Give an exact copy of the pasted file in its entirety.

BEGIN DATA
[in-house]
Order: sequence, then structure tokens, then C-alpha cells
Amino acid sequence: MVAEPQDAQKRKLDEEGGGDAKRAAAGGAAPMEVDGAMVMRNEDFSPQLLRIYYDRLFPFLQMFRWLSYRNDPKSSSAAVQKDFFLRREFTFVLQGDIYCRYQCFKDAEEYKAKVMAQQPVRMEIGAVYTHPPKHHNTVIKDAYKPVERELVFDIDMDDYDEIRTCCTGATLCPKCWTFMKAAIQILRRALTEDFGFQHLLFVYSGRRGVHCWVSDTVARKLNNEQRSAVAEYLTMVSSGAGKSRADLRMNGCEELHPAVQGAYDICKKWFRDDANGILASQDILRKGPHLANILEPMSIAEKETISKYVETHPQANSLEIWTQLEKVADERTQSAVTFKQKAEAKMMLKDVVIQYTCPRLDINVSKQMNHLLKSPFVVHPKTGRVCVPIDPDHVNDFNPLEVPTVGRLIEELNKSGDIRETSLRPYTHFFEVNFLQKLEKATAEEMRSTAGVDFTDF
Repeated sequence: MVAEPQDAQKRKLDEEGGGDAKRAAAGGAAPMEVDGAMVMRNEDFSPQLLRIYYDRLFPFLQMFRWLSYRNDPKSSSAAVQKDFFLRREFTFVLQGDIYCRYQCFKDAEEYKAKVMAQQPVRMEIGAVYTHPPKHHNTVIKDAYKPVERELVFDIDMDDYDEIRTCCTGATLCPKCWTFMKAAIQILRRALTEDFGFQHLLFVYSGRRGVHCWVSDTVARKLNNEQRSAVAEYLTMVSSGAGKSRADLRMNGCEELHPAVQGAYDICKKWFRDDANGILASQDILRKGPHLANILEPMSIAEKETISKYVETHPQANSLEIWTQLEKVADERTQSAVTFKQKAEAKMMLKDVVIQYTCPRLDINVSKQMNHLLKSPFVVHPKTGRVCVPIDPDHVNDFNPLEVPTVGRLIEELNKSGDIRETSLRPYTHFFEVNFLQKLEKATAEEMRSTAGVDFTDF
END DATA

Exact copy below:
[in-house]
Order: sequence, then structure tokens, then C-alpha cells
Amino acid sequence: MVAEPQDAQKRKLDEEGGGDAKRAAAGGAAPMEVDGAMVMRNEDFSPQLLRIYYDRLFPFLQMFRWLSYRNDPKSSSAAVQKDFFLRREFTFVLQGDIYCRYQCFKDAEEYKAKVMAQQPVRMEIGAVYTHPPKHHNTVIKDAYKPVERELVFDIDMDDYDEIRTCCTGATLCPKCWTFMKAAIQILRRALTEDFGFQHLLFVYSGRRGVHCWVSDTVARKLNNEQRSAVAEYLTMVSSGAGKSRADLRMNGCEELHPAVQGAYDICKKWFRDDANGILASQDILRKGPHLANILEPMSIAEKETISKYVETHPQANSLEIWTQLEKVADERTQSAVTFKQKAEAKMMLKDVVIQYTCPRLDINVSKQMNHLLKSPFVVHPKTGRVCVPIDPDHVNDFNPLEVPTVGRLIEELNKSGDIRETSLRPYTHFFEVNFLQKLEKATAEEMRSTAGVDFTDF
Repeated sequence: MVAEPQDAQKRKLDEEGGGDAKRAAAGGAAPMEVDGAMVMRNEDFSPQLLRIYYDRLFPFLQMFRWLSYRNDPKSSSAAVQKDFFLRREFTFVLQGDIYCRYQCFKDAEEYKAKVMAQQPVRMEIGAVYTHPPKHHNTVIKDAYKPVERELVFDIDMDDYDEIRTCCTGATLCPKCWTFMKAAIQILRRALTEDFGFQHLLFVYSGRRGVHCWVSDTVARKLNNEQRSAVAEYLTMVSSGAGKSRADLRMNGCEELHPAVQGAYDICKKWFRDDANGILASQDILRKGPHLANILEPMSIAEKETISKYVETHPQANSLEIWTQLEKVADERTQSAVTFKQKAEAKMMLKDVVIQYTCPRLDINVSKQMNHLLKSPFVVHPKTGRVCVPIDPDHVNDFNPLEVPTVGRLIEELNKSGDIRETSLRPYTHFFEVNFLQKLEKATAEEMRSTAGVDFTDF